Okay, so that’s not a blog post. But it will be once I’ve written and published my review!

 

What was the best or most useful blog post you read this week? Share in the comments.

Best of the Blogs: 28 January 2017

www.christianediting.co.nzYes, it’s been a while. Conference in October, a family bereavement in November, a holiday and Christmas in December, and suddenly it’s been three months since I’ve written a “weekly” Best of the Blogs post. Anyway, life seems to have calmed down (I hope) and so I’m back.

So here we go …

The best blog posts on writing, publishing, and marketing I’ve read in the week to 28 January 2017:

Writing

I get a lot of questions from writers around point of view—specifically, around writing deep third person point of view. I suspect one reason authors find this aspect of writing difficult is because they are writing (well, duh!).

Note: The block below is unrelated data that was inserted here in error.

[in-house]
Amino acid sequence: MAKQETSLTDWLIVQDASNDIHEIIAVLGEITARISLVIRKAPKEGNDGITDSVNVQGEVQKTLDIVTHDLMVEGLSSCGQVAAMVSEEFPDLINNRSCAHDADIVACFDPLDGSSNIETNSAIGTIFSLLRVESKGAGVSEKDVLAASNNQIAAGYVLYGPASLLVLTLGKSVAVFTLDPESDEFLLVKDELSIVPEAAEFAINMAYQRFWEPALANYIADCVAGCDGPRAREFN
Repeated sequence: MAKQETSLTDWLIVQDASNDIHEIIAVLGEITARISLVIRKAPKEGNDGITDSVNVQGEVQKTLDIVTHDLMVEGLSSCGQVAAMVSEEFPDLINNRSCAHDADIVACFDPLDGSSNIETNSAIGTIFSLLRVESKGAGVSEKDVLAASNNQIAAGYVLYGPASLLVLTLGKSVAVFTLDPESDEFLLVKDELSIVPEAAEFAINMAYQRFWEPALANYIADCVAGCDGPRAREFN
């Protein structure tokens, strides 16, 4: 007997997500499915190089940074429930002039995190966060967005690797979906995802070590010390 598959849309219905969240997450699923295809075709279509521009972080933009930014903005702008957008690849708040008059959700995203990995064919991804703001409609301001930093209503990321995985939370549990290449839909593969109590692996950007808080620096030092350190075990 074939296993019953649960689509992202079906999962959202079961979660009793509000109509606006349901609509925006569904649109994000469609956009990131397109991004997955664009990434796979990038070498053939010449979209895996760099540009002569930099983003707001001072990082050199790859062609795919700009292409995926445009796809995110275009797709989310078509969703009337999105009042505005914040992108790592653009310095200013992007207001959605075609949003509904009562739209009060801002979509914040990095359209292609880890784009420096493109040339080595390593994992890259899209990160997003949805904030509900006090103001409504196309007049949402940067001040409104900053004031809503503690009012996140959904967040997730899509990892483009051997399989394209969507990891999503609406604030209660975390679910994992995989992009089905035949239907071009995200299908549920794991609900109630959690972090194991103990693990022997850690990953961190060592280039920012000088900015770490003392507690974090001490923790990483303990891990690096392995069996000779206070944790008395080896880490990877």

What I mean is that the author is writing the character, rather than allowing the character to speak for him or herself. That’s perhaps because we don’t know our characters well enough. Because we haven’t yet found the character’s voice.

In this blog post, Janice Hardy of Fiction University shares some tips on finding your character’s voice: How to Find Your Character’s Voice.

Publishing

Tate Publishing Closes

Tate Publishing & Enterprises has closed, leaving a lot of confused and unhappy authors (especially those who still don’t realise Tate has always been a pay-to-publish vanity press who’d take anyone. Hey, they offered me a contract without even seeing my manuscript. That is not how a proper publisher works.)

It would appear the company has been going steadily downhill since Ryan Tate had his famous outburst where he prayed and quoted the Bible before abusing his staff, and firing 25 people.

‘Proverbs say that the wicked will set a trap, but the righteous will prevail and the wicked will fall into their own trap,’ said Tate in the recording. ‘A lot of good people are going to get hurt.’

It would appear the “good people” are the authors who trusted Tate.

New York Times Cut Bestseller Lists